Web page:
This wonderful presentation continues to the audio work. The soundtrack is appropriately epic and fits each section very well. Few shooters really have fitting and high quality soundtracks and this is one example of an FPS soundtrack done right. Further, the sound effects for each weapon and vehicle are top-notch. Each gun’s sound gives weight to the weapon and enhances the feel of them.

The relationship between Master Chief and Cortana is developed much depper than previous entries and becomes a focal point of "Halo 4", a nice change for the series.

The relationship between Master Chief and Cortana is explored much more deeply than previous entries and becomes a focal point of “Halo 4”, a nice change for the series.

For all of these improvements, one area where this game does feel like prior entries is the gameplay. This is not a negative as the controls feel as smooth as ever. Taking on hordes of enemy forces is still simple and satisfying. In “Halo 4”, you will meet some new enemy types as you progress in addition to the classic Covenant forces. Some of these new enemies really take a pounding before they go down, and with that, there is a good amount of new weapons to try out as well. These new weapons have your standard properties of SMG, shotgun, etc. but still enhance the gameplay nicely. One thing I will say is that “Halo 4” really keeps you on your toes, as ammo is often sparse for the many weapons, so you must constantly adapt to the situation and make use of whatever you can (sometimes fun, sometimes frustrating). To break up the constant action, there are some nice vehicle sections that actually have decent controls. On the whole, the only real downside to the gameplay is that the player has a minimal amount of interaction in the final confrontation with the villain. There is a great, epic battle right before, but once you reach the villain, it becomes cutscenes and a few button prompts.

Looking at the full package, the campaign is a great experience, and the best campaign in any Halo game. To add to the depth of this game, you also have some very competitive multiplayer that Halo has always been known for. A few new modes change up the experience, but this is more of the same multiplayer many fans have always enjoyed. There is also a nice episodic co-op campaign, called Spartan Ops, that will feature a multitude of new episodes over the coming months.

As a whole, this is easily the best Halo franchise entry. The story is one of the best I’ve played in any recent FPS, the presentation is outstanding, and the game itself plays nicely. There is also a large amount of content to keep you coming back after the campaign, as well. There are only a few negatives for this game, and any shooter fan should pick this game up. It seems that under the control of newcomer 343 Industries the Halo series has finally become a top-tier shooter experience.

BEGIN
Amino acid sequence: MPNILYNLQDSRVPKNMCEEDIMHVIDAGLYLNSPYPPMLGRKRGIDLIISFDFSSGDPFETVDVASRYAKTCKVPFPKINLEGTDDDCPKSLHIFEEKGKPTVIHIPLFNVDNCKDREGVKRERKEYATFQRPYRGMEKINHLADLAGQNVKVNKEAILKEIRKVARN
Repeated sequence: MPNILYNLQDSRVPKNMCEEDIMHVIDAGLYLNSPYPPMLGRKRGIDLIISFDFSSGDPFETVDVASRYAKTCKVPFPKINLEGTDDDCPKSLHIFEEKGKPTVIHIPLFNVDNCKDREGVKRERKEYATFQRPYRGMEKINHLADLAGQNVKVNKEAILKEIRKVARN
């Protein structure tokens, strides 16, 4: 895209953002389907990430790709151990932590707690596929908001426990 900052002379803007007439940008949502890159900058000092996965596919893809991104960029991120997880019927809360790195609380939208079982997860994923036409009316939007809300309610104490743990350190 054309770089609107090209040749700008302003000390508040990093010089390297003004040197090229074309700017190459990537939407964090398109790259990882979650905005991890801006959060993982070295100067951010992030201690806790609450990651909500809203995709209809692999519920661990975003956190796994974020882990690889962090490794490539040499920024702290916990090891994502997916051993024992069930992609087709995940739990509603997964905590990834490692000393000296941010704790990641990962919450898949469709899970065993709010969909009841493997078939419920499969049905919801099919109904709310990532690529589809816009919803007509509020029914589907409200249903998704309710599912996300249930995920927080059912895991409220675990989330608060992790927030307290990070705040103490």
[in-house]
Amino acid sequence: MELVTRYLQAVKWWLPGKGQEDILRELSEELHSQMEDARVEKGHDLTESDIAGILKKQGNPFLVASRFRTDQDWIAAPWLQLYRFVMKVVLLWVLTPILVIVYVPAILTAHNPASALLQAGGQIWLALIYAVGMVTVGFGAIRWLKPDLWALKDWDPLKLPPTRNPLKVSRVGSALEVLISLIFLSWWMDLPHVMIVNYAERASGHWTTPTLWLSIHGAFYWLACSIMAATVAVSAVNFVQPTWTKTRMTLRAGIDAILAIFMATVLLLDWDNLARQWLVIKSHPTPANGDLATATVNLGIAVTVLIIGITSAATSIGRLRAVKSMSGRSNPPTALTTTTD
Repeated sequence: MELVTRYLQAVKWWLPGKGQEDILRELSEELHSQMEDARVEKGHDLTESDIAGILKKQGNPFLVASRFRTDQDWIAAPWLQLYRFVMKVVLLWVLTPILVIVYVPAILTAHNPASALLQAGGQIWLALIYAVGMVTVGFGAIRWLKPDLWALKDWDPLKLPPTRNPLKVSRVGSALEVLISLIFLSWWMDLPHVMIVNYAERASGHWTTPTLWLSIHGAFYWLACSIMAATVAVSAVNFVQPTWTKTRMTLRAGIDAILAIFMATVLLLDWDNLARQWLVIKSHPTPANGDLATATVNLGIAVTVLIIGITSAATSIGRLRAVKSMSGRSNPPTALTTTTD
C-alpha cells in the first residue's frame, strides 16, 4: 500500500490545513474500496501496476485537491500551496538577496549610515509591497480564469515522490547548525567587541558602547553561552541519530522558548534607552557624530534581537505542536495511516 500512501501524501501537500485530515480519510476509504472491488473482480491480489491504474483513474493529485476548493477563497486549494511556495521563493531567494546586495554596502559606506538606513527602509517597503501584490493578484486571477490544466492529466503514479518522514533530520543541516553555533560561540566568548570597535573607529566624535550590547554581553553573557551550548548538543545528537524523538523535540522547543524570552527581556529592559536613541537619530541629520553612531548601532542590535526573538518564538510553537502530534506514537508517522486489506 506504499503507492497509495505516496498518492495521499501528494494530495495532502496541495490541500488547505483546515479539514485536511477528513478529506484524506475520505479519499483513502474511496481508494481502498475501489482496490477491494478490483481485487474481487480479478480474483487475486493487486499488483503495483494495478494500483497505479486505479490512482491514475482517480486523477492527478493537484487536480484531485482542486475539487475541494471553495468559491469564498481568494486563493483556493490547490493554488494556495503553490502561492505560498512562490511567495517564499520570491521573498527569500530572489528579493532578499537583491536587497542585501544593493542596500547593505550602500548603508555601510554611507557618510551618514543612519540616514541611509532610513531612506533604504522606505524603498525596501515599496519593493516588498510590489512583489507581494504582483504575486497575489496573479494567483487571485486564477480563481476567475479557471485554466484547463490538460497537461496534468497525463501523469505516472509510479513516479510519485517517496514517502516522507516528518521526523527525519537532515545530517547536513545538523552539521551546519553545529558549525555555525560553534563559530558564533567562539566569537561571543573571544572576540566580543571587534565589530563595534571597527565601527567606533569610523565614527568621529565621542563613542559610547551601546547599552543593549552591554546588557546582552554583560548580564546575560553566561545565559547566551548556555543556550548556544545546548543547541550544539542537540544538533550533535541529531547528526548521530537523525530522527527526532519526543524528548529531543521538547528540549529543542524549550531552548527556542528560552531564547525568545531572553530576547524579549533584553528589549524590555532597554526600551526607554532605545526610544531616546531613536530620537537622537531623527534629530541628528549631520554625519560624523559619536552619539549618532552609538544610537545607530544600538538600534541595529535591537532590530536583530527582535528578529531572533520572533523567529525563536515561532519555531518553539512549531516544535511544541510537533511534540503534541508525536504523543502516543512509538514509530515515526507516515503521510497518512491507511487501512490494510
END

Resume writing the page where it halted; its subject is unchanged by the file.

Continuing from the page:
Story: 9.5/10

Graphics: 9/10

Sound: 9.5/10

Gameplay: 9/10

Final Score: 9.3/10

“Professor Layton and the Miracle Mask” Review

Professor Layton and the Miracle Mask cover

If you’ve played one “Professor Layton” game, you know what you’re getting yourself into. Puzzles, eccentric characters, and a town full of mysteries all await you in the newest outing, “Professor Layton and the Miracle Mask”. With the Professor making the transition to 3D, does this latest entry live up to the series standards?

Having experienced all of the prior games in the Layton series, I will start by saying the “Miracle Mask” is not the best entry in the series’ story, but might be the most well-developed entry. The main storyline takes a similar path as prior entries – the Professor receives a letter asking for his assistance in a pressing matter plaguing a town. A series of mysteries appear to be solved, and the Professor is always up to the task. The one downside to this entry’s plot is that the answer to the main mystery becomes quite apparent early on, with you having figured out the answer while the rest of the cast is still unsure. Yet, the other mysteries remain surprising when the answers are revealed, and even though the main mystery is not a shocker, it is still very well done. This is mainly a result of the great relationships developed between the characters over the course of the game, and the more personal nature of this entry.

As the story follows the usual Layton formula, so does the gameplay. Many puzzles await to be solved, though this collection of puzzles is one of the easier sets in the series. To complement these puzzles is an array of side activities to do, from robot mazes, to rabbit training, to running a shop. This leaves a good amount of gameplay to be enjoyed outside of the main story. One nice change made to the series in this entry is the addition of new gameplay elements. For example, one section has you chasing the main villain on horseback, dodging obstacles, while another section controls like a top-down dungeon crawler. These additions break the pace of the usual point-and-click style sequence and are a nice evolution of the classic Layton gameplay.